GM CEO under fire as new evidence of ignored warnings surfaces

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Recall Notices

ABC World News reported GM CEO Mary Barra was “back in the hot seat” on Wednesday “over those faulty ignition switches.” Barra is “vowing to change the culture inside GM to make sure this never happens again.”

The CBS Evening News reported that Barra “was back before Congress today for another grilling about that ignition switch defect that is linked to 13 deaths and why it took the company a decade to recall millions of cars.” CBS added that on Wednesday at the hearing “it was revealed that a company employee sent this email in 2005 about a stalling Impala – ‘I think this is a serious safety problem. I’m thinking big recall. I don’t like to imagine a customer driving with their kids in the back seat.’”

The New York Times reports that Barra “came under renewed attack” on Wednesday during an appearance before a House. Lawmakers “were not satisfied with the company’s investigation into its delayed recall of millions of cars and challenged her on whether its most recent recalls should have been made earlier.” For example, House Energy and Commerce Chairman Fred Upton “produced a string of internal emails from 2005 that showed that one G.M. employee had experienced a stalling problem in a Chevrolet Impala.” However, that model “was not recalled until this week.” Barra “testified that she did not believe that recalls were routinely avoided in the past.”

The Wall Street Journal focuses on the email from the employee, Laura J. Andres, who told GM engineers that her Chevy Impala shut off after she hit a bump in the road, and said that the issue appeared to be linked to an ignition problem.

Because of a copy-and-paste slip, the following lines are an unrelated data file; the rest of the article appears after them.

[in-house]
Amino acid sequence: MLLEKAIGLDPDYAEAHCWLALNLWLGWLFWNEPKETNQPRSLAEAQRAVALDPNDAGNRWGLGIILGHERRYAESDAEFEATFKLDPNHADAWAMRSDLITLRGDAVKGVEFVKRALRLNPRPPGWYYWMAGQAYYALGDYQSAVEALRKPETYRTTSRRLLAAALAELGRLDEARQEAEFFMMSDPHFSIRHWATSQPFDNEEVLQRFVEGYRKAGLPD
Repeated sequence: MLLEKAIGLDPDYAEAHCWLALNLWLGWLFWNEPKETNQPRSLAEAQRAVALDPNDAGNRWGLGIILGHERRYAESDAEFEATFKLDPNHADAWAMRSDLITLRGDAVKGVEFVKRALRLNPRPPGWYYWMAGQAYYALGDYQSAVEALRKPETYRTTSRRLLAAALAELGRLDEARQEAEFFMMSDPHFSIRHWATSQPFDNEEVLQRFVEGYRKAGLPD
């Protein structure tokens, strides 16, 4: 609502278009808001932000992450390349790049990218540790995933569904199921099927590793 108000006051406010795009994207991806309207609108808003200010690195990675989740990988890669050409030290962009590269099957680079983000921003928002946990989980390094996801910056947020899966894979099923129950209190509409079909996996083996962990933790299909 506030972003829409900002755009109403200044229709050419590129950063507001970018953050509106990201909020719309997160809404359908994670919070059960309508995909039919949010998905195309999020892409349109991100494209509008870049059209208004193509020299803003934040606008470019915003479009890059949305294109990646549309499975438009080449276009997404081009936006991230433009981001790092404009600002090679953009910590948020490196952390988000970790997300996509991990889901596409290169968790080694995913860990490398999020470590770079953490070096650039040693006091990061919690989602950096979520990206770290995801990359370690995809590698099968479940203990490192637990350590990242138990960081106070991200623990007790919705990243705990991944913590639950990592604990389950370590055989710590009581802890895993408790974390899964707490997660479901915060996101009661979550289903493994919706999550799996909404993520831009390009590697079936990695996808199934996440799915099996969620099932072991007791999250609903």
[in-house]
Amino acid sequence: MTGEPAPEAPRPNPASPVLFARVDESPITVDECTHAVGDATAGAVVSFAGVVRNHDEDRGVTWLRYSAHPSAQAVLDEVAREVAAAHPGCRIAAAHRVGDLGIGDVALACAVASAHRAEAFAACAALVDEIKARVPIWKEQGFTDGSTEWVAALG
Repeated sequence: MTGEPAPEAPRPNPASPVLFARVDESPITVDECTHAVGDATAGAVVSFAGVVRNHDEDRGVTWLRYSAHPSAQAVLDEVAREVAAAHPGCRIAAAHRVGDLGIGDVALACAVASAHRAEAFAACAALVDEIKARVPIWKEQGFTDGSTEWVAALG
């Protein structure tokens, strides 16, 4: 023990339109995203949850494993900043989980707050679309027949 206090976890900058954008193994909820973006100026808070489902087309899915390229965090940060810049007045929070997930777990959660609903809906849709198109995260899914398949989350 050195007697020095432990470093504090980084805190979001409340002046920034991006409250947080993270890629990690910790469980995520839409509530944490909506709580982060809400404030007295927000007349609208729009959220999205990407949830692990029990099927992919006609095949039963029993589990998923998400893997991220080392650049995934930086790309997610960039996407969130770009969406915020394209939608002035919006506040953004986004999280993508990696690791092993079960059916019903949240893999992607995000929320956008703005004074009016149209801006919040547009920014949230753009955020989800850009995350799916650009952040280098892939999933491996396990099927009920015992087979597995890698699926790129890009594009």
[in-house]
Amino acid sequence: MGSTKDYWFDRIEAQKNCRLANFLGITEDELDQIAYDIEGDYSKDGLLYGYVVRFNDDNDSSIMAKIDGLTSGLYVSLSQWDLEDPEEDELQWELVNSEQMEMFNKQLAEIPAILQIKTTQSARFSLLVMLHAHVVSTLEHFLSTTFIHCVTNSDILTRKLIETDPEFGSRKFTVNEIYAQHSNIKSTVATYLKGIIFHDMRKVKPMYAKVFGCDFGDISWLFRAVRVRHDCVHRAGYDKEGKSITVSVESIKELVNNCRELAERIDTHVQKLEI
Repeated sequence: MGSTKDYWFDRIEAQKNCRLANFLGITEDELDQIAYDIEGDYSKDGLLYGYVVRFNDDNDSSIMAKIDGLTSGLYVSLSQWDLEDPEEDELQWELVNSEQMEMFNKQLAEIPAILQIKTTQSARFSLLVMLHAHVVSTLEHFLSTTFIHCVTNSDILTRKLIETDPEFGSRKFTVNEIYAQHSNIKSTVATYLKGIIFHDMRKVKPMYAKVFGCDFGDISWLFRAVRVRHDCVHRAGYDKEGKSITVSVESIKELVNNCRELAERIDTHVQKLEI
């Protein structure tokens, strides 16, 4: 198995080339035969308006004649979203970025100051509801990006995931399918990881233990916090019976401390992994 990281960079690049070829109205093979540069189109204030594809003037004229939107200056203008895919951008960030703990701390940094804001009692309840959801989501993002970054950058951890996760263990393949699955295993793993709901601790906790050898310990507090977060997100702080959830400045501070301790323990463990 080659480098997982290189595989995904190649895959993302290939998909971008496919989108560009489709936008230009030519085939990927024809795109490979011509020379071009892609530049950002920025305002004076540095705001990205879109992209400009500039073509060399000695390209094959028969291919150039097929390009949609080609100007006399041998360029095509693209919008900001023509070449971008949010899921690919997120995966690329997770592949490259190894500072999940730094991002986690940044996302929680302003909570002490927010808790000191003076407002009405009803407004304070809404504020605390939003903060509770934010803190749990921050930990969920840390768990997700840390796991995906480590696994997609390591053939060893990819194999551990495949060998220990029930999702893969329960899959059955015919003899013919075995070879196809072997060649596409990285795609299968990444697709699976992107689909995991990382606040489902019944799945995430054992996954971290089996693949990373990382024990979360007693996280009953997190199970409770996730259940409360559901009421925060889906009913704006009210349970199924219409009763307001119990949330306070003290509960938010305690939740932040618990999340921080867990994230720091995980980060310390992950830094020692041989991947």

Lawsuit seeks $10 billion in compensation for all GM owners

Citing a report from Reuters, USA Today says that a lawsuit filed Wednesday in Federal court is seeking compensation for “all owners of late-model GM vehicles” because the safety issues surrounding the company have damaged the brand and diminished the value of the cars. The lawsuit is seeking class-action status for all those who bought or leased GM vehicles between July 10, 2009 and April 1, 2014; the suit claims that the vehicles have lost between $500 and $2,600 in resale value, for a total of over $10 billion.

In its coverage, TIME notes that the lawsuit is “the first legal claim that GM owes customers some compensation for damaging its brand and reputation.”

Case of ignored GM whistleblower examined

In a more than 3,800-word article, Bloomberg BusinessWeek reports on how GM retaliated against inspector Courtland Kelley after he insistently voiced concerns over safety issues. BusinessWeek details Kelley’s investigations through his years at GM, his threats to take his concerns to the NHTSA, his tribulations within the company, and unsuccessful lawsuit, highlighting the effect it had on discouraging whistle-blowers.

We believe that obtaining legal satisfaction from those who harmed you shouldn’t require more hardship. That’s why we do everything we can to streamline the process, and we will file a lawsuit on your behalf if necessary. If you or a loved one has been affected by this recall, and you believe it caused an injury, contact Chhabra & Gibbs today by going to www.cglawms.com or by calling this number: 601-948-8005.

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